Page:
The word "efficially" is clearly a slip of the drafter's or legislator's pen.

  1. Counsel for the respondent in Lees Import and Export v Zimbabwe Banking Corporation (supra), argued that the right of audience was incapable of being vested in a juristic person insofar as the right to a fair hearing under subsection (9) of section 18 of the Constitution of Zimbabwe included of necessity the right to stand up and speak before superior courts, something that a natural person evidently is incapable of doing. To that end therefore, so it was submitted, the term “person” must be confined to natural persons. Counsel for the respondent in that case relied on the South African case of Hallowes v The Yacht Sweet Waters16 where Hurt, J dealt with the contention by one Mr Labuschagne, an employee of the close corporation Hallowes, to the effect that as the corporation was indigent and therefore unable to procure the services of an advocate to represent it, a refusal by the court to hear him on behalf of the close corporation amounted to a denial of the corporation’s right to be heard as enshrined in section 22 of the then South African interim Constitution Act, 1993.

  1. Disagreeing with the submission, Hurt, J stated the following in the passage that counsel for the respondent in the Lees Import case (supra) relied on for the proposition he advanced above:

Although s 22 of the Constitution Act plainly includes, within its ambit, the right of the ‘person’ to stand up in Court and argue his (or her) own case, this (as has been said in numerous judgments on the subject) is something which a juristic person is incapable of doing. It follows, in my view, that the right to present one’s own case is a right which cannot vest in a juristic person, since it is, by nature, not a right which the juristic person can exercise. The consequence is that, in terms of s 7(3) of the Constitution Act, this is not one of the rights enshrined for juristic persons.”17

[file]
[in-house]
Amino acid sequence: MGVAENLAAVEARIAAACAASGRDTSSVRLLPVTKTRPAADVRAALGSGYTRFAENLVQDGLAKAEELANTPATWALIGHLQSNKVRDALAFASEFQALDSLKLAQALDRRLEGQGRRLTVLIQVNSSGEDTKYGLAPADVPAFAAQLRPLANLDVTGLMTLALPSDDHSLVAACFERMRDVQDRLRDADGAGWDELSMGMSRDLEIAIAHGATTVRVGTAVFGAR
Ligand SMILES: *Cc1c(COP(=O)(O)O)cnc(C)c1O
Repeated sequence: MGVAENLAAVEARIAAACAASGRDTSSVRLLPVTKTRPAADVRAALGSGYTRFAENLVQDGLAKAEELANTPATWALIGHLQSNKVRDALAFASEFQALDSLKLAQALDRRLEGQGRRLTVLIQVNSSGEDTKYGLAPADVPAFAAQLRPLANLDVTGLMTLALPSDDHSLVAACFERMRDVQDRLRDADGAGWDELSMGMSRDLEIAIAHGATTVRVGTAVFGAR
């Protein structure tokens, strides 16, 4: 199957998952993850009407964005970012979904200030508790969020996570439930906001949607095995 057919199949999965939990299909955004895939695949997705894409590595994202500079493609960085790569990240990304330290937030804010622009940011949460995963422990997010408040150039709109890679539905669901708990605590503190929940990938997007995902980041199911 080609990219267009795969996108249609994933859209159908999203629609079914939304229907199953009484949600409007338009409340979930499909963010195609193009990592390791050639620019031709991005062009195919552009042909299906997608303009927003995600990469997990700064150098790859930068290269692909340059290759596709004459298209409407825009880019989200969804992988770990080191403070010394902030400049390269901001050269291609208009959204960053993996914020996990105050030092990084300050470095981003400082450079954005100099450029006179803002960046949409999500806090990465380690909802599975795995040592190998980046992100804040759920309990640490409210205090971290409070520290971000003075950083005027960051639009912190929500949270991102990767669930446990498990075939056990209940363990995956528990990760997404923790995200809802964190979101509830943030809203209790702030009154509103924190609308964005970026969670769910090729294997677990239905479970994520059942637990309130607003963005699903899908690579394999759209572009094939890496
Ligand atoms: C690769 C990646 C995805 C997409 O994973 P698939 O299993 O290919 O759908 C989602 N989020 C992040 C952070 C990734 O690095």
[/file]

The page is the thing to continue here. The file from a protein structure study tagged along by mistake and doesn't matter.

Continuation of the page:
1. Gubbay, CJ found himself unable to agree with Hurt, J’s reasoning on this score and pertinently and aptly stated the following in levelling criticism at the rationale:

True, a juristic person, being a purely legal concept, is incapable of being physically present at any place and must always act through an agent. This is what the corporation Hallowes sought to do through Mr Labuschagne. It would seem, however, that Hurt J regarded a juristic person as lacking the capacity to exercise the right to present its own case before him, even if it were to do so through an organ or alter ego. This, I think, was to confuse the content of the right with the manner of its exercise.”18

  1. He made the following further observations:

If the premise is correct that where the alter ego of a company acts it is effectively the company itself which does so, the substantive point at issue is whether it may elect to exercise its right to a fair hearing under s 18(9) of the Constitution (including its rights of audience) either through the agency of a practising legal practitioner or by means of its alter ego.

The organic or alter ego doctrine recognises that in some situations the acts, intentions and knowledge of certain persons are the acts, intentions and knowledge of the company. This is because the company is not a visible person. It has no physical existence, no body parts or passion, no mind or will of its own. It has ‘no body to kick and no soul to damn and the only way of ascertaining its intentions is to find out what its directors acting as such intended’ (per Centlivres CJ in Commissioner for Inland Revenue v Richmond Estates (Pty) Ltd 1956(1) SA 602 (A) at 606 G). Such persons therefore are the directing mind and will of the company and control what it does; the very ego and centre of its personality; its embodiment. They do not act or think on behalf of or for the company as its agents. Rather they act and know and form intentions through the persona of the company. See H L Bolton (Engineering) Co Ltd v T J Graham & Sons Ltd [1956] 3 All ER 624 (CA) at 630 D - F; Tesco Supermarkets Ltd v Nattrass [1971] 2 All ER 127 (HL) at 131h - j; El Ajou v Dollar Land Holdings plc and Another [1994] 2 All ER 685 (CA) at 695g - 696a; and, to the same effect, such South African authorities as Levy v Central Mining & Investment Corporation Ltd 1955(1) SA 141 (A) at 149 H -150 A; Ensor NO v Syfret’s Trust and Executor Company (Natal) Ltd 1976(3) SA 762 (N) at 763 E - H; Harris v Unihold (Pty) Ltd and Others 1981(3) SA 144 (W) at 147 D.” 19